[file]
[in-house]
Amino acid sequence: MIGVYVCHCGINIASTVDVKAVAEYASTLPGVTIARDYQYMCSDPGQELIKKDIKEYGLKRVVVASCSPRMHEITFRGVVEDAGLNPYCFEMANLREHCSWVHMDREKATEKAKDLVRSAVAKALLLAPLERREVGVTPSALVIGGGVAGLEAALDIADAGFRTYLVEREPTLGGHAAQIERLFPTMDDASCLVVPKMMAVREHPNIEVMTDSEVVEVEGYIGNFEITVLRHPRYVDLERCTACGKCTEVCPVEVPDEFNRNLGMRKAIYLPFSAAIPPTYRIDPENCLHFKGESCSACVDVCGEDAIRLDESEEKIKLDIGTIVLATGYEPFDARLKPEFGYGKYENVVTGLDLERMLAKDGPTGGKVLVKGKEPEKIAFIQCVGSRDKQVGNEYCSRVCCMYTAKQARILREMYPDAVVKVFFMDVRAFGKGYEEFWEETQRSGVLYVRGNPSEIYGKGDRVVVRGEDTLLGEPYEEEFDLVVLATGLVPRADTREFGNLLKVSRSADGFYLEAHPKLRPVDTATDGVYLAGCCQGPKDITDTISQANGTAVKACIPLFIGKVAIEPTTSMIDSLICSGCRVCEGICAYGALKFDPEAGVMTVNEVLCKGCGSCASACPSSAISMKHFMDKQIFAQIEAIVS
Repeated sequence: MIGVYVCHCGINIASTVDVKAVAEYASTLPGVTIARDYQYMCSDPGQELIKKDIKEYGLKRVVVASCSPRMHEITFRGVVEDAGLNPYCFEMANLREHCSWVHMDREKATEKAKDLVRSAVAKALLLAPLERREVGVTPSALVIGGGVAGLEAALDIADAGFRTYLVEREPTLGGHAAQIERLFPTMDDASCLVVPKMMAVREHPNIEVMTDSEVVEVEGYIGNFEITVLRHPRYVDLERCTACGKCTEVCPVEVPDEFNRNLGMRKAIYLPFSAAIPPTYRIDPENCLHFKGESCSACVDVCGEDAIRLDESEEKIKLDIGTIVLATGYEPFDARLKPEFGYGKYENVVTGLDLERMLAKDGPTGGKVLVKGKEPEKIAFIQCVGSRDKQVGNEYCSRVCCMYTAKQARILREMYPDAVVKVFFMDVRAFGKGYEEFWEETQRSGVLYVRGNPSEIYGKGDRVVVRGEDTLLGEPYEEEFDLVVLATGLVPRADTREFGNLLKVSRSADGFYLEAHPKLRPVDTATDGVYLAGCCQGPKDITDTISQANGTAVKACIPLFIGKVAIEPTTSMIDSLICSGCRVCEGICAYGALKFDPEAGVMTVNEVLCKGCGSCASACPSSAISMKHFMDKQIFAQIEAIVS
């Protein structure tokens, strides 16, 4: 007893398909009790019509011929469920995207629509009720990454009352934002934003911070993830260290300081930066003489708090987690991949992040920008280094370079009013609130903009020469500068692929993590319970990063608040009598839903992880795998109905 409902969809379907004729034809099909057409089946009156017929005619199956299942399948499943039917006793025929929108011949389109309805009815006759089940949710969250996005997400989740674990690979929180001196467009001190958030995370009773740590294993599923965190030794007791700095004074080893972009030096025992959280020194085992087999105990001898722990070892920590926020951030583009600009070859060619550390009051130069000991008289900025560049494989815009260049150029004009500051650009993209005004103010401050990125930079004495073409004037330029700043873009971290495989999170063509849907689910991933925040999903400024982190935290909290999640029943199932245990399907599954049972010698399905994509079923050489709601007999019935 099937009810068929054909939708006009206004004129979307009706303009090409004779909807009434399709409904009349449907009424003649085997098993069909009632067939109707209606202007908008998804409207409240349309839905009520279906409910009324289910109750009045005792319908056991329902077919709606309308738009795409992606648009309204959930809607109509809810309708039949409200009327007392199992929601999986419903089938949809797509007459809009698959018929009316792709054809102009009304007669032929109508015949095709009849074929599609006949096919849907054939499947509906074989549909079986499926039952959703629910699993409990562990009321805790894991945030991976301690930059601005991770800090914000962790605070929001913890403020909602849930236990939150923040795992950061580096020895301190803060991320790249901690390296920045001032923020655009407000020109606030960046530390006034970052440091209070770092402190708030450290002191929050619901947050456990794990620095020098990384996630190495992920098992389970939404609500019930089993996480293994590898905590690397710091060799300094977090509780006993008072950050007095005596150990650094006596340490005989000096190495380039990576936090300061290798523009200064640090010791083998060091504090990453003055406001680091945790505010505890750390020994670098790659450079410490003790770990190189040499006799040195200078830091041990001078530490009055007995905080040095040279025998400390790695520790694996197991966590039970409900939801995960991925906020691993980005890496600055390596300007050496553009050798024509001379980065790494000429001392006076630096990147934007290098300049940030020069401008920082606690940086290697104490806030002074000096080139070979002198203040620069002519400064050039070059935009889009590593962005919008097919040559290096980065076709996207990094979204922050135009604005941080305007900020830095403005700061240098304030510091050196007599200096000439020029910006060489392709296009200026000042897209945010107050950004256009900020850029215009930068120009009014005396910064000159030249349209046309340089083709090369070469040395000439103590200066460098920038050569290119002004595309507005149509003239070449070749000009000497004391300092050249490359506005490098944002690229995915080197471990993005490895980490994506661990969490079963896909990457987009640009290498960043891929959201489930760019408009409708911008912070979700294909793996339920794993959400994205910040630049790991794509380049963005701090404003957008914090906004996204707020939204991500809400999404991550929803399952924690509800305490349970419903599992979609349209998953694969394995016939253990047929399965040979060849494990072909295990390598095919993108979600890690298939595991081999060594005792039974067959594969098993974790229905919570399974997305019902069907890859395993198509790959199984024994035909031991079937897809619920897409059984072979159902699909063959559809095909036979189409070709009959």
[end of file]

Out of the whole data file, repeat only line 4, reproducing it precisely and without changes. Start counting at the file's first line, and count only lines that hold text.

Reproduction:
């Protein structure tokens, strides 16, 4: 007893398909009790019509011929469920995207629509009720990454009352934002934003911070993830260290300081930066003489708090987690991949992040920008280094370079009013609130903009020469500068692929993590319970990063608040009598839903992880795998109905 409902969809379907004729034809099909057409089946009156017929005619199956299942399948499943039917006793025929929108011949389109309805009815006759089940949710969250996005997400989740674990690979929180001196467009001190958030995370009773740590294993599923965190030794007791700095004074080893972009030096025992959280020194085992087999105990001898722990070892920590926020951030583009600009070859060619550390009051130069000991008289900025560049494989815009260049150029004009500051650009993209005004103010401050990125930079004495073409004037330029700043873009971290495989999170063509849907689910991933925040999903400024982190935290909290999640029943199932245990399907599954049972010698399905994509079923050489709601007999019935 099937009810068929054909939708006009206004004129979307009706303009090409004779909807009434399709409904009349449907009424003649085997098993069909009632067939109707209606202007908008998804409207409240349309839905009520279906409910009324289910109750009045005792319908056991329902077919709606309308738009795409992606648009309204959930809607109509809810309708039949409200009327007392199992929601999986419903089938949809797509007459809009698959018929009316792709054809102009009304007669032929109508015949095709009849074929599609006949096919849907054939499947509906074989549909079986499926039952959703629910699993409990562990009321805790894991945030991976301690930059601005991770800090914000962790605070929001913890403020909602849930236990939150923040795992950061580096020895301190803060991320790249901690390296920045001032923020655009407000020109606030960046530390006034970052440091209070770092402190708030450290002191929050619901947050456990794990620095020098990384996630190495992920098992389970939404609500019930089993996480293994590898905590690397710091060799300094977090509780006993008072950050007095005596150990650094006596340490005989000096190495380039990576936090300061290798523009200064640090010791083998060091504090990453003055406001680091945790505010505890750390020994670098790659450079410490003790770990190189040499006799040195200078830091041990001078530490009055007995905080040095040279025998400390790695520790694996197991966590039970409900939801995960991925906020691993980005890496600055390596300007050496553009050798024509001379980065790494000429001392006076630096990147934007290098300049940030020069401008920082606690940086290697104490806030002074000096080139070979002198203040620069002519400064050039070059935009889009590593962005919008097919040559290096980065076709996207990094979204922050135009604005941080305007900020830095403005700061240098304030510091050196007599200096000439020029910006060489392709296009200026000042897209945010107050950004256009900020850029215009930068120009009014005396910064000159030249349209046309340089083709090369070469040395000439103590200066460098920038050569290119002004595309507005149509003239070449070749000009000497004391300092050249490359506005490098944002690229995915080197471990993005490895980490994506661990969490079963896909990457987009640009290498960043891929959201489930760019408009409708911008912070979700294909793996339920794993959400994205910040630049790991794509380049963005701090404003957008914090906004996204707020939204991500809400999404991550929803399952924690509800305490349970419903599992979609349209998953694969394995016939253990047929399965040979060849494990072909295990390598095919993108979600890690298939595991081999060594005792039974067959594969098993974790229905919570399974997305019902069907890859395993198509790959199984024994035909031991079937897809619920897409059984072979159902699909063959559809095909036979189409070709009959």